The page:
The other theme is Batu’s quest for personal identity, though it gets fairly short shrift until the very end of the novel. As a Shou with Tuigan ancestry, he doesn’t feel fully comfortable in either culture — neither the rigid order of Shou society nor the filthy barbarism of the Tuigan match his temperament, though he’s able to find success in both. This theme would have worked better if it had been set up more in the earlier parts of the book, instead of being out of focus for three-quarters of the plot and then centre stage during the very long denouement.
Batu Min Ho, the Shou general who serves as our protagonist, gives us a good lesson on Shou culture by rejecting its traditional values. He’s a blunt-spoken warrior who prioritizes personal loyalty over patriotic duty, which constantly puts him at odds with the government functionaries and scheming politicians with whom he has to deal. But as mentioned above, it feels as if he gets negative character development over the course of the book: once all of his “man vs. society” and “man vs. himself” issues are resolved, he loses almost all of his connections to the rest of the characters and gets stripped down to a very simple “War is fun!” personality. Still, at least it’s an arc of some sort.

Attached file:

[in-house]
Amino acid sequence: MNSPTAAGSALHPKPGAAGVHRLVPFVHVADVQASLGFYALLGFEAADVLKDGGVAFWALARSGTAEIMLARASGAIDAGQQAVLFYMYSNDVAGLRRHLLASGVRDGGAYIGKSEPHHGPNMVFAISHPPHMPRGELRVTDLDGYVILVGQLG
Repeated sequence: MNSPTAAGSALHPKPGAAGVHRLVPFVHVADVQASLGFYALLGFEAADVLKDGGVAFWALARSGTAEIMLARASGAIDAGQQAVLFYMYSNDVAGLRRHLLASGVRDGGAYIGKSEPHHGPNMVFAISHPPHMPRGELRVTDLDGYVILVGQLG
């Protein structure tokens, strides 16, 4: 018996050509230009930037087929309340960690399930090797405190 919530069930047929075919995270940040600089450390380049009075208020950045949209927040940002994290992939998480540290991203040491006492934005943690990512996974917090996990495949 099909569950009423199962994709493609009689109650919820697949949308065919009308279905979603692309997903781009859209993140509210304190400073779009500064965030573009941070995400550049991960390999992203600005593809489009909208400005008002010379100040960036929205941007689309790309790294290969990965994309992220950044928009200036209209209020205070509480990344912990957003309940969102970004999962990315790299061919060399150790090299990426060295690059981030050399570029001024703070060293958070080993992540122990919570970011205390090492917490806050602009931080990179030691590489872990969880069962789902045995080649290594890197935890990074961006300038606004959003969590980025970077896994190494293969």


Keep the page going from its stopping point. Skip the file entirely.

His wife Wu is a stubborn, headstrong woman, a kung-fu expert who’s fiercely protective of her family. Their children are… well, they’re present. Not particulary well-developed. Together, they form the chains which keep Batu tethered to Shou society. But it’s nice to see his family play a more active role in the plot rather than just being the hostages he leaves behind; they have their own plotline for a while which has a refreshingly different tone from all the “clash of armies” stuff. Wu doesn’t get much in the way of a character arc, what with getting killed partway through the book, but at least she gets a unique characterization and some decent motivations.
We also get some insight into the labyrinthine politics of the Shou empire through the point of view of Ju-Hai Chou, the mandarin who tried to have Yamun Khahan assassinated in the previous book, and his dealings with his fellow councilors and the Emperor himself. He’s amoral but principled in his own way, and seems to be one of the only high-ranking officials who actually has the good of the empire in mind instead of his own ambition. I like the portrayal of the Emperor: neither a petulant Caligula nor a wise, all-knowing ruler, but something in between. He’s a reasonable authority figure, willing to hear people out and rejecting some blatant attempts at manipulation from his courtiers, but he’s also a stickler for protocol and sensitive to disrespect.
We see Koja again, but this time from a new perspective where he’s seen as the lackey of the hated enemy. He doesn’t get much in the way of respect from the Shou who have to deal with him during diplomatic talks, which is a bit of whiplash for the reader after seeing everything through his eyes in the previous book. Poor guy.